When you take part, you will notice that the same horse, in the same place, doing the same exercise ...... may react totally differently with each person.... why?? If you ask each person what they were thinking when performing the exercise ...... all is revealed! If each person then adjusts their intent it is fascinating to see how the horse adjusts also. So you learn how important your intent and your body language are in achieving what you set out to do.

    Anyone who is interested in personal development, facing taking on new challenges, perhaps on a voyage of self-discovery or wanting to explore their own potential in work, play or creativity, benefits from Horse Assisted Education. Organisations needing a new approach to a business challenge..... maybe they have a big decision ahead and want their team pulling together, have issues undermining team performance or inter-departmental co-operation, unacceptable absenteeism levels or simply want some innovative management training to improve leadership skills, will benefit too. - Caroline Penman 99777624

    Things That Make You Go Hmmm! Horse Assisted Education.

  • 27/01/2014 - by Sacha Appleton

    Uh? You might ask, but Paphos Tennis Coaching took on a whole new meaning this Saturday morning.

    The regular Freedom Class (women's class) is always fun at the Ascos Hotel in Coral Bay.  Men beware!  This week was no exception.  It was in full swing and serving was on the menu with "Whip your man!" echoing across the court.


    So, what were we doing?  Well, one of the ways to fine-tune your service action is to use a skipping rope, whipping it as if you were hitting the ball.  It's a great way to see how you're hitting, stopping you from hitting too much to the side or pushing the ball. 

    It's also great fun :)

    By the end of the lesson, everyone's serves had improved ten-fold, but their men had better beware when they get home!

    Next week we'll have to find something to top that!  There's always working on top spin!

    To find out more go to Sacha, the Paphos Tennis Coach, at

    50 Shades of Tennis

  • 24/01/2014 - by Sacha Appleton

    The latest, Andy Murray, just came back from back surgery.  Nadal has returned from injury with a phenomenal impact.  But, last year in grand slams and tour events for men and women alike it seemed like there were more withdrawals than ever due to injury.

    Some may preventative because the tennis calendar is brutal, but some could be that professional players are reaching their limits.  When Djokovic had his phenomenal year, he broke new boundaries in fitness, speed and results.  He was the man to beat.  Since then it seems that all the players have worked phenomenally hard to bring themselves up to that standard.  Some have tried the famous gluten free diet, but all have improved their fitness.  Just look at the players next time you watch a match.  They have lost weight, they have more defined muscles and performance is amazing.  But, all of this comes at cost.  If you push your body like that through all the gruelling rounds of a tournament where the competition is fierce whoever you're playing and if you do this almost 50 weeks of the year without many pauses then your body may just fail.  Of course, players do everything to try to prevent injuries, but it is inevitable.  The only player who has been virtually injury free is Roger Federer.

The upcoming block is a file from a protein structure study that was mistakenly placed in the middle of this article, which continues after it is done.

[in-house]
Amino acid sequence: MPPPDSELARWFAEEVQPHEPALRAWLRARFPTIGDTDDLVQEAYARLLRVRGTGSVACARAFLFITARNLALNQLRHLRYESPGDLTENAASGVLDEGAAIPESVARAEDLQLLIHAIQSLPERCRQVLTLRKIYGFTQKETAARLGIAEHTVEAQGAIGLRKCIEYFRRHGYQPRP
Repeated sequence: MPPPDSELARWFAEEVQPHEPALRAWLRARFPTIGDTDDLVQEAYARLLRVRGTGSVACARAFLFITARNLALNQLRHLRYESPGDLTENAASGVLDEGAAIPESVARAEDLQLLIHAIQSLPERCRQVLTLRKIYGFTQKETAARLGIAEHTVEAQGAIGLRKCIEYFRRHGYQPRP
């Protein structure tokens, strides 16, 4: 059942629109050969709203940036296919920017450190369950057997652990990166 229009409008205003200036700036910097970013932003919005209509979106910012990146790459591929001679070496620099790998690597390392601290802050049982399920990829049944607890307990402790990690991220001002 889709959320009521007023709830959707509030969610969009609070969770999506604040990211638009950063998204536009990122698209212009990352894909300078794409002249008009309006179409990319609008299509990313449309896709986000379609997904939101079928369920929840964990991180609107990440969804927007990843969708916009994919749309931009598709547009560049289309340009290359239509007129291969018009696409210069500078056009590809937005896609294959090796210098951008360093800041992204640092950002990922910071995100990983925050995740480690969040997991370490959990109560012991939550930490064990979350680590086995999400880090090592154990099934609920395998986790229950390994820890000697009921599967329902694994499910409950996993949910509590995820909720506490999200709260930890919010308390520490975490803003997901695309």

So what do you think?  Have players reached their limits in terms of what their body can do?  Should the tennis year be shorter?

    The lesson though for us amateur players though is that we do need to be careful with our own bodies as well.  We're not pushing them to the limits of the pros, but at the same time, we should warm up properly and do training specifically to minimise risk of injury.

    To find out more go to Sacha, the Paphos Tennis Coach, at

    Are Professional Tennis Players Pushing Their Bodies Too Far?


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  • Sacha Appleton - Paphos Tennis Coach

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    Sacha can sort your backhand out in no time - tell you what you are doing wrong and then build up the right way step by step with practice routines and shots. she also adds tips on nutrition, mental focus and positioning on court.
  • Ride in Cyprus

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    I had a great time this past weekend at Ride In Cyprus.Everything is provided for you - clothes, safety hat, etc., and all you have to do is turn up.I too the 2 hour evening ride through the hills of Paphos. Apart from a fantastic ride, the scenery was beautiful and Caroline explained about all the old villages and the geology of the land.Fantastic time - one that I will do again.
  • Sacha Appleton - Paphos Tennis Coach

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     ... Read More
    I came on holiday to Cyprus and on a whim decided to take some lessons with Sacha, and have some for my toddler daughter. Sacha was brilliant, I progressed really quickly not having played for many years. My little child had enormous fun and Sacha had enormous patience with her! Sacha first checked what I wanted to achieve, listened and my technique improved dramatically. She is good fun and friendly.